What cannot be found, of course, are figures showing how many people fail to find what they are looking for because they are searching in a language other than English. I am convinced that this has been a problem for many Internet users when attempting to glean information on synesthesia, although luckily advancements have been made that point to a solution. In my own case, I came up against this difficulty in around 2013 - 2015, when looking online to find an explanation for my atypical sensory experiences but running the searches in Spanish rather than English. Filling the search box with phrases such as veo los olores en el aire (“seeing smells in the air”) or formas visuales con los olores (“visual shapes with smells”) only led me down blind alleys and it was not until late 2016 that I decided to have another hack at it, but in English this time, and was able to find the explanation for my manifestations of olfactory-visual synesthesia – after having travelled various convoluted paths of unrelated articles, with hundreds of (albeit interesting) comments. However, with the exponential increase in the number of websites existing in Spanish – the total number of sites in all languages has doubled in the last 7 years[9] – today it is much more likely for this type of search to yield relevant results. I feel proud of having “added my brick to the building” in this regard with El Árbol, and that since 2021 Spanish-language googlers will be taken straight to its specific and credible information without first being dragged through digital mazes and unconnected forums, even if their synesthesia-related search terms are vague and incomplete. So that’s “mission accomplished” in Spanish, and contribution made in English. However, many people are functional monolinguals in languages other than English (or Spanish) or do not master it sufficiently to read articles and get information, while others simply prefer to run their searches in their non-English mother tongue. So what happens if someone is searching in, say, Turkish, Swahili or Albanian?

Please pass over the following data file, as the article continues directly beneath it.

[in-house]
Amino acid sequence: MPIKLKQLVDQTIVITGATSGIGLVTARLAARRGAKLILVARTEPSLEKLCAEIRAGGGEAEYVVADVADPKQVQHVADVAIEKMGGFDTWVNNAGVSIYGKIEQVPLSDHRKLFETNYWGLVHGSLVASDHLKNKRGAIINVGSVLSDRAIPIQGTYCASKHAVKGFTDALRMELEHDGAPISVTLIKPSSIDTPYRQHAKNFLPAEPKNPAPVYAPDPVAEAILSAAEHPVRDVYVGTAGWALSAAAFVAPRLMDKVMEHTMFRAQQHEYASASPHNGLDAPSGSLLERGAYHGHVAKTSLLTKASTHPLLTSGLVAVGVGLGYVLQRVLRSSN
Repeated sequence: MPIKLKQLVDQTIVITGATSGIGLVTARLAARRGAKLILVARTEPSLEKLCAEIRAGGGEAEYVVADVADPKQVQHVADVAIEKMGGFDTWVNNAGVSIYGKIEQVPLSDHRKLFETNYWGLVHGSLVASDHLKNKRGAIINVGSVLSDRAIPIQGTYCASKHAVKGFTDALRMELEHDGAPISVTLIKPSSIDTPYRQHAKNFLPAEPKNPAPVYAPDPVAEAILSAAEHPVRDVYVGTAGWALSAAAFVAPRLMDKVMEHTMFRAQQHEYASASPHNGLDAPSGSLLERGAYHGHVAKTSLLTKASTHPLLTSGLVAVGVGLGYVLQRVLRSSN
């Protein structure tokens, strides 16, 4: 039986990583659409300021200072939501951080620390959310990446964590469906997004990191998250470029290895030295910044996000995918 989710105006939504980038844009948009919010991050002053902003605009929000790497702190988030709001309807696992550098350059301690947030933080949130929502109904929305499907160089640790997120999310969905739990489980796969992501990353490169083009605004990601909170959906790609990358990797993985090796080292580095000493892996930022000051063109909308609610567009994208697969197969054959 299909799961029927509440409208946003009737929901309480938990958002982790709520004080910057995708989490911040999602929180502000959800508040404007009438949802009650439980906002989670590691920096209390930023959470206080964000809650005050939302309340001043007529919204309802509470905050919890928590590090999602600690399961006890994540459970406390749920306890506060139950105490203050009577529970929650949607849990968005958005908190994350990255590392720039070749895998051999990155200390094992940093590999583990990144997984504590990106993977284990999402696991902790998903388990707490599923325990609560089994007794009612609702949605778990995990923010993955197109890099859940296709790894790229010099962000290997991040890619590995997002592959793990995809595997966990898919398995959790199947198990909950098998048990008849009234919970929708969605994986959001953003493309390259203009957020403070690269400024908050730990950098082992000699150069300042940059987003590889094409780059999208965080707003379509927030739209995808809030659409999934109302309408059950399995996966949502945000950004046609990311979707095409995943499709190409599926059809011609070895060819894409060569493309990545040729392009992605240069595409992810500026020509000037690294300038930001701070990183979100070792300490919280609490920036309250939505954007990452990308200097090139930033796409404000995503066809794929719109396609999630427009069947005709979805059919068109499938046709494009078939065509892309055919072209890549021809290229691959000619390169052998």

5.1 Machine translation: closing a door and opening a window?